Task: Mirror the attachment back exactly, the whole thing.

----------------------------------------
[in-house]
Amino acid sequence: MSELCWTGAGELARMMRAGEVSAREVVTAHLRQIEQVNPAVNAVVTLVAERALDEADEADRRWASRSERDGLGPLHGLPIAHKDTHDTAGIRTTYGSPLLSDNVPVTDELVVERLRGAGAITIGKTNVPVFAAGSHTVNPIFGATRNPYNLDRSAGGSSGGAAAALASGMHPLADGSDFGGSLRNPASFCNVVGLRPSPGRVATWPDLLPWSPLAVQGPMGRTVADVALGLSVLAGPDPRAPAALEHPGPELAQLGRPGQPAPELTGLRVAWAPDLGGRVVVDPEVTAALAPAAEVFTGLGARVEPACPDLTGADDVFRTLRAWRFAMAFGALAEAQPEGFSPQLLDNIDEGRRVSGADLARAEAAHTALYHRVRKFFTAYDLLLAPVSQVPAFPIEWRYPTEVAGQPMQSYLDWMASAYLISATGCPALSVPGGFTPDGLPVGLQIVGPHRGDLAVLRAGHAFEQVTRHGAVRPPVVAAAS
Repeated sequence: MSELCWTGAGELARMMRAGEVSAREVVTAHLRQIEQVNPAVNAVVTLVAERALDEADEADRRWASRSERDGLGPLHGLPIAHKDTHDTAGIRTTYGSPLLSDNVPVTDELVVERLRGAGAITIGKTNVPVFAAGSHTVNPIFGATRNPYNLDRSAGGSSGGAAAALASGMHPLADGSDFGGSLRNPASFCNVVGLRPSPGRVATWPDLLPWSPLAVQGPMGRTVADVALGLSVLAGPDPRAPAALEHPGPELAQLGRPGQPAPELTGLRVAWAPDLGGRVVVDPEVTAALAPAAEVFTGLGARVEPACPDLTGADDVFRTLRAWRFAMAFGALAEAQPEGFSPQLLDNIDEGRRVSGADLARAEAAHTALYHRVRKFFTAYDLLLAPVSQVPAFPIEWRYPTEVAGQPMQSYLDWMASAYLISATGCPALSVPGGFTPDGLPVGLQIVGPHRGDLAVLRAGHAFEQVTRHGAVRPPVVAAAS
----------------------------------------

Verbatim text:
[in-house]
Amino acid sequence: MSELCWTGAGELARMMRAGEVSAREVVTAHLRQIEQVNPAVNAVVTLVAERALDEADEADRRWASRSERDGLGPLHGLPIAHKDTHDTAGIRTTYGSPLLSDNVPVTDELVVERLRGAGAITIGKTNVPVFAAGSHTVNPIFGATRNPYNLDRSAGGSSGGAAAALASGMHPLADGSDFGGSLRNPASFCNVVGLRPSPGRVATWPDLLPWSPLAVQGPMGRTVADVALGLSVLAGPDPRAPAALEHPGPELAQLGRPGQPAPELTGLRVAWAPDLGGRVVVDPEVTAALAPAAEVFTGLGARVEPACPDLTGADDVFRTLRAWRFAMAFGALAEAQPEGFSPQLLDNIDEGRRVSGADLARAEAAHTALYHRVRKFFTAYDLLLAPVSQVPAFPIEWRYPTEVAGQPMQSYLDWMASAYLISATGCPALSVPGGFTPDGLPVGLQIVGPHRGDLAVLRAGHAFEQVTRHGAVRPPVVAAAS
Repeated sequence: MSELCWTGAGELARMMRAGEVSAREVVTAHLRQIEQVNPAVNAVVTLVAERALDEADEADRRWASRSERDGLGPLHGLPIAHKDTHDTAGIRTTYGSPLLSDNVPVTDELVVERLRGAGAITIGKTNVPVFAAGSHTVNPIFGATRNPYNLDRSAGGSSGGAAAALASGMHPLADGSDFGGSLRNPASFCNVVGLRPSPGRVATWPDLLPWSPLAVQGPMGRTVADVALGLSVLAGPDPRAPAALEHPGPELAQLGRPGQPAPELTGLRVAWAPDLGGRVVVDPEVTAALAPAAEVFTGLGARVEPACPDLTGADDVFRTLRAWRFAMAFGALAEAQPEGFSPQLLDNIDEGRRVSGADLARAEAAHTALYHRVRKFFTAYDLLLAPVSQVPAFPIEWRYPTEVAGQPMQSYLDWMASAYLISATGCPALSVPGGFTPDGLPVGLQIVGPHRGDLAVLRAGHAFEQVTRHGAVRPPVVAAAS